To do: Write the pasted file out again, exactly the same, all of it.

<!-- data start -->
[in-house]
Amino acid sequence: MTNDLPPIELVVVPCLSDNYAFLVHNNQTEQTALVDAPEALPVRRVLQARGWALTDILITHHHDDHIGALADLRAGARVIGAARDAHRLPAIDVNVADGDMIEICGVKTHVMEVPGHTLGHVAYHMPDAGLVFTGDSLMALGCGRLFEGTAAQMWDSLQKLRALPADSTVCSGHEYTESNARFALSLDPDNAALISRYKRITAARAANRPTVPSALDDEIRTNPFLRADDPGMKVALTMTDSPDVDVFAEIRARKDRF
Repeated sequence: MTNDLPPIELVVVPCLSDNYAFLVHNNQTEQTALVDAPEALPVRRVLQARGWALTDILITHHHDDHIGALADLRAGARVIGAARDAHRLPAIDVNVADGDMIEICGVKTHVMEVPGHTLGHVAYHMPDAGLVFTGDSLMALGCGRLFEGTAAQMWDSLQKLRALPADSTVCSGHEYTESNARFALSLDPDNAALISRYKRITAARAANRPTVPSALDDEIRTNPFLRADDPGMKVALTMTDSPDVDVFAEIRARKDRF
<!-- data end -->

[in-house]
Amino acid sequence: MTNDLPPIELVVVPCLSDNYAFLVHNNQTEQTALVDAPEALPVRRVLQARGWALTDILITHHHDDHIGALADLRAGARVIGAARDAHRLPAIDVNVADGDMIEICGVKTHVMEVPGHTLGHVAYHMPDAGLVFTGDSLMALGCGRLFEGTAAQMWDSLQKLRALPADSTVCSGHEYTESNARFALSLDPDNAALISRYKRITAARAANRPTVPSALDDEIRTNPFLRADDPGMKVALTMTDSPDVDVFAEIRARKDRF
Repeated sequence: MTNDLPPIELVVVPCLSDNYAFLVHNNQTEQTALVDAPEALPVRRVLQARGWALTDILITHHHDDHIGALADLRAGARVIGAARDAHRLPAIDVNVADGDMIEICGVKTHVMEVPGHTLGHVAYHMPDAGLVFTGDSLMALGCGRLFEGTAAQMWDSLQKLRALPADSTVCSGHEYTESNARFALSLDPDNAALISRYKRITAARAANRPTVPSALDDEIRTNPFLRADDPGMKVALTMTDSPDVDVFAEIRARKDRF